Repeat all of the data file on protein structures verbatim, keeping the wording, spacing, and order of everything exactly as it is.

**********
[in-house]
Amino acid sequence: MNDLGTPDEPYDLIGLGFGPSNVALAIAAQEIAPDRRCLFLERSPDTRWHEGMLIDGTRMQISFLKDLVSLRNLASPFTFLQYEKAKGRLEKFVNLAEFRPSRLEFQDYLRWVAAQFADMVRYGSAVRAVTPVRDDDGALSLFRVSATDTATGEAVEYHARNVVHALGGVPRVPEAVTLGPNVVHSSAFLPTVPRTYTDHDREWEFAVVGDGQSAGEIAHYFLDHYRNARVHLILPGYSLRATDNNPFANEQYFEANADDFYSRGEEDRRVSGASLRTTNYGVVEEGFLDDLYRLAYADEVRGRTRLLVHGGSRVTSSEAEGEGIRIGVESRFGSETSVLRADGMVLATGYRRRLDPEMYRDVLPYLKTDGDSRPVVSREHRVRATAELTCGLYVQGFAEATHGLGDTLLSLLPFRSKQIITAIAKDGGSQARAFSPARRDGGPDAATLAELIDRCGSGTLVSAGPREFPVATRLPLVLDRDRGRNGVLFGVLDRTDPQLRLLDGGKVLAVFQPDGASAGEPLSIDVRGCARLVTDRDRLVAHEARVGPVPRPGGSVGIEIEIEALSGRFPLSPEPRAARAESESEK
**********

[in-house]
Amino acid sequence: MNDLGTPDEPYDLIGLGFGPSNVALAIAAQEIAPDRRCLFLERSPDTRWHEGMLIDGTRMQISFLKDLVSLRNLASPFTFLQYEKAKGRLEKFVNLAEFRPSRLEFQDYLRWVAAQFADMVRYGSAVRAVTPVRDDDGALSLFRVSATDTATGEAVEYHARNVVHALGGVPRVPEAVTLGPNVVHSSAFLPTVPRTYTDHDREWEFAVVGDGQSAGEIAHYFLDHYRNARVHLILPGYSLRATDNNPFANEQYFEANADDFYSRGEEDRRVSGASLRTTNYGVVEEGFLDDLYRLAYADEVRGRTRLLVHGGSRVTSSEAEGEGIRIGVESRFGSETSVLRADGMVLATGYRRRLDPEMYRDVLPYLKTDGDSRPVVSREHRVRATAELTCGLYVQGFAEATHGLGDTLLSLLPFRSKQIITAIAKDGGSQARAFSPARRDGGPDAATLAELIDRCGSGTLVSAGPREFPVATRLPLVLDRDRGRNGVLFGVLDRTDPQLRLLDGGKVLAVFQPDGASAGEPLSIDVRGCARLVTDRDRLVAHEARVGPVPRPGGSVGIEIEIEALSGRFPLSPEPRAARAESESEK